Christine Spines
January 26, 2007 AT 05:00 AM EST

She never utters a word, but each time she’s on screen, Rinko Kikuchi blares like a silent siren signaling danger ahead. As Chieko, Babel‘s surly deaf Tokyo teen, Kikuchi embodies the snarling rage and thinly veiled neediness of a rabid dog. With her hungry eyes and frank sensuality, Kikuchi makes for a jarring presence from the minute we’re thrust into her world — a kinetic, hormonal battleground of urban adolescence. Sex is the only tool she can find to escape her muted reality. And each clumsy attention-grabbing move — from going commando in a micro-miniskirt to French-kissing her straight-arrow dentist — pushes her further into the fringes.

Kikuchi, who had worked mostly in Japanese films and commercials before she was cast in a cattle-call audition, plays much younger than her 26 years, imbuing Chieko with impressive fragility. It’s hard not to wince each time she seeks to pawn her innocence on the next guy to pass into her orbit. ”Chieko has all these frustrations and emotions contained by this very thin layer of skin,” the Tokyo resident says (through a translator). The actress insists she was unfazed by her culminating moment on screen, in which she spends what seems like an eternity in the buff while propositioning a police detective. ”It’s the most important scene to describe Chieko’s feelings, so I didn’t really think about the nudity,” Kikuchi says. ”She’s very sensitive and ready to explode.”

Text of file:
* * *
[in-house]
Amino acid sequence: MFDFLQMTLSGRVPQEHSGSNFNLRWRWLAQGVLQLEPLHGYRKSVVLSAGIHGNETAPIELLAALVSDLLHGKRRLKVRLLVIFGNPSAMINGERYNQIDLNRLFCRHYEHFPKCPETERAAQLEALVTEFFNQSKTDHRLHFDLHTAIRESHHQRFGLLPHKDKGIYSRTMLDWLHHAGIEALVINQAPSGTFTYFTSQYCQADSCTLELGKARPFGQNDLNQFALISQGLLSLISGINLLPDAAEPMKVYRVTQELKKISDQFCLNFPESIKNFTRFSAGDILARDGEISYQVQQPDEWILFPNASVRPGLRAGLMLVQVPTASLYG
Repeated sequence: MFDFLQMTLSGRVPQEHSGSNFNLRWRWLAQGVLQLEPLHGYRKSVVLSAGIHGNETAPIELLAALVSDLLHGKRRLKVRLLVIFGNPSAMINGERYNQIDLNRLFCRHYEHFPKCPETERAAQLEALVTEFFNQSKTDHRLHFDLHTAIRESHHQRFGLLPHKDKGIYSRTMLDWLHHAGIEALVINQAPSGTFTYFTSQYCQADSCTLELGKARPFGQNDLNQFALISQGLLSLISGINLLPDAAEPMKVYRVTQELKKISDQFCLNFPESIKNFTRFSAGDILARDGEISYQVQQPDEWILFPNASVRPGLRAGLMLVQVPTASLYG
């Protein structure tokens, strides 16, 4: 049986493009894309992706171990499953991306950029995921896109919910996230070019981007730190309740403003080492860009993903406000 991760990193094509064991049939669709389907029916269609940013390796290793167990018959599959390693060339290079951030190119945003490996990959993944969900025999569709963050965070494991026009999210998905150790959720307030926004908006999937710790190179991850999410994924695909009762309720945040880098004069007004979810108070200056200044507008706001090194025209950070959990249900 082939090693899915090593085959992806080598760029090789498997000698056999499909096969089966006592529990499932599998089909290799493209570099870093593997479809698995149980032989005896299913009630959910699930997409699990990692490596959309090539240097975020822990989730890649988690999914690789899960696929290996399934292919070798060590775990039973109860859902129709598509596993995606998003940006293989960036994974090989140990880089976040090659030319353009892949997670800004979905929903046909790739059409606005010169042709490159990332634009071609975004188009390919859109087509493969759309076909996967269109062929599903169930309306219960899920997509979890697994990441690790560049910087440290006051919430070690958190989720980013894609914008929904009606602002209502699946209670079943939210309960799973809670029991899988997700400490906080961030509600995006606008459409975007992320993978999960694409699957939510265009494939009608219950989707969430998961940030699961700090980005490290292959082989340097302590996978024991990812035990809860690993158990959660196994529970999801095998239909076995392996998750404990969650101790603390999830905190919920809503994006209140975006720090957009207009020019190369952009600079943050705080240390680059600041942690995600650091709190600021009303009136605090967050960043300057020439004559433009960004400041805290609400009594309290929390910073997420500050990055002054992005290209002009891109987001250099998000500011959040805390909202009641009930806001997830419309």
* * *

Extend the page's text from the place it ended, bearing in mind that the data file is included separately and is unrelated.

The same is true of Kikuchi, whose performance has helped the first-time nominee snag the same CAA agent as such Oscar perennials as Kate Winslet and Cate Blanchett. ”Rinko is an animal. I’ve never seen such passion,” says Babel director Alejandro González Iñárritu. ”She’s so mysterious. You feel like anything can happen.”

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